The Academic Research Program develops the necessary skills, resources and knowledge for students to perform an independent project with the clear goal of contributing to an ongoing scholarly discourse. Across four years of study, students learn what scholarly research is and how it functions in educational conversations. They practice the research process in their coursework and acquire a broad spectrum of credible sources to tap during problem-solving. They create outcomes and share their results with peers and the community. Students graduate with a project they initiated and completed over the course of four years.
Tenth Grade students practice the research and writing protocol across the curriculum as part of ongoing sessions devoted to pragmatic topics situated in the landscape of Detroit. Moving beyond the classroom, students immerse themselves in local and contemporary situations, experiencing an environment ripe for investigation. Interactions with the arts, natural resources, city government, ethnic neighborhoods and other Detroit features train students to apply the skills and processes they possess.
The Sophomore class began their second session of the Academic Research Program (ARP 10) on Thursday, January 23 at The Detroit Historical Museum. Tours encompassed various exhibits: Frontiers to Factories, America’s Motor City, The Arsenal of Democracy, and The Underground Railroad. Students also participated in an activity to provide them with strategies for viewing artifacts as primary sources when conducting historical research. “It was a great day,” explains Jack Ninivaggi, “I learned a lot.” Rita Sidhu appreciated the Motor City exhibit “because it showed a lot of the history of a part of Detroit we know and take great pride in.” Alexander Dow thought “the exhibit donated by Kid Rock was really cool.” For most of the students, this was their first trip to the Historical Museum, which has preserved our region’s rich history through the collection and conservation of artifacts.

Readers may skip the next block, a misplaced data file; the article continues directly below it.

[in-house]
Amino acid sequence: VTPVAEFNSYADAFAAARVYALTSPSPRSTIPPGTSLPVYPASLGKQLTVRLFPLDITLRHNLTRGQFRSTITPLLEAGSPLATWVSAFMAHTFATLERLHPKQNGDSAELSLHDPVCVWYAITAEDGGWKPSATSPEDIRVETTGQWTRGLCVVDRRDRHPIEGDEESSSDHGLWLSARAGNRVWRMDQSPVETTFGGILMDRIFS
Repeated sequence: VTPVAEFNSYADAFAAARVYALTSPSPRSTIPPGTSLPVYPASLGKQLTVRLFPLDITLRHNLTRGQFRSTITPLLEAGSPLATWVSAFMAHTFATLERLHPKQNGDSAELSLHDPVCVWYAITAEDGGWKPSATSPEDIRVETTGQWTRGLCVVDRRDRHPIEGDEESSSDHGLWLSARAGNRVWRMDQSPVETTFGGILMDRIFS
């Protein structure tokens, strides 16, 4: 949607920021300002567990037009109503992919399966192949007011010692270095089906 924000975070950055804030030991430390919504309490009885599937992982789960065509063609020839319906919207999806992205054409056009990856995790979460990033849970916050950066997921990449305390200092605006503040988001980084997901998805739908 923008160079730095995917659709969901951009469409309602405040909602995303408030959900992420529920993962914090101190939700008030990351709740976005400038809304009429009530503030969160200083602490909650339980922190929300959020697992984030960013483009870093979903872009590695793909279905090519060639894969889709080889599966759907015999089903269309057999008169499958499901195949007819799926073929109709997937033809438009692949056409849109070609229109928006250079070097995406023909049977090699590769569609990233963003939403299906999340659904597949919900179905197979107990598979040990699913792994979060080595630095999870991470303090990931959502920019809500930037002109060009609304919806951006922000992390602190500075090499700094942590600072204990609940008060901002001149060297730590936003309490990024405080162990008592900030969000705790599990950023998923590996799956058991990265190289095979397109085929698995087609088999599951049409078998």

On Friday, January 24, the tenth-graders returned to The Walter P. Reuther Library to explore the borders and boundaries in and around Detroit and the advantages and challenges of these demarcations. Using a protocol designed to include time to read, collaborate, reflect, and summarize, students looked primary and secondary documents with maps, stats, articles, photographs, and literature. Isaiah Hines Bailey explained, “The question about borders lends itself to different ways of looking at it. Our group started out stating that race creates borders, but then Molly [Murphy] noted that religion also determines where a family might live. So, we came up with labels that define socio-economic status, way of life, level of crime, and friendships: money, neighborhoods, jobs, and education.” Groups presented their ideas on the most important border or boundary to a panel consisting of Mr. William LeFevre, reference archivist at the Reuther Library, Stacey Stevens, Freda Sampson, Theresa Tran, Jessica Best from The Michigan Roundtable, and Mr. David Nicholson a member of Wayne State’s Board of Governors and a trustee of the Detroit Historical Society. Associate Dean of Faculty, Mr. Bart Bronk, “liked that the students had to grapple with difficult questions posed by the panel.” The panel also provided historical and political contexts for further explorations to consider. Brett Abdelnour compared this experience to September’s when they were asked to identify Detroit’s three most important icons or institutions, “This time I understood the expectations so I chose to be more engaged and I found the question to be more interesting.”
Written by: Shernaz Minwalla, Director of the Academic Research Program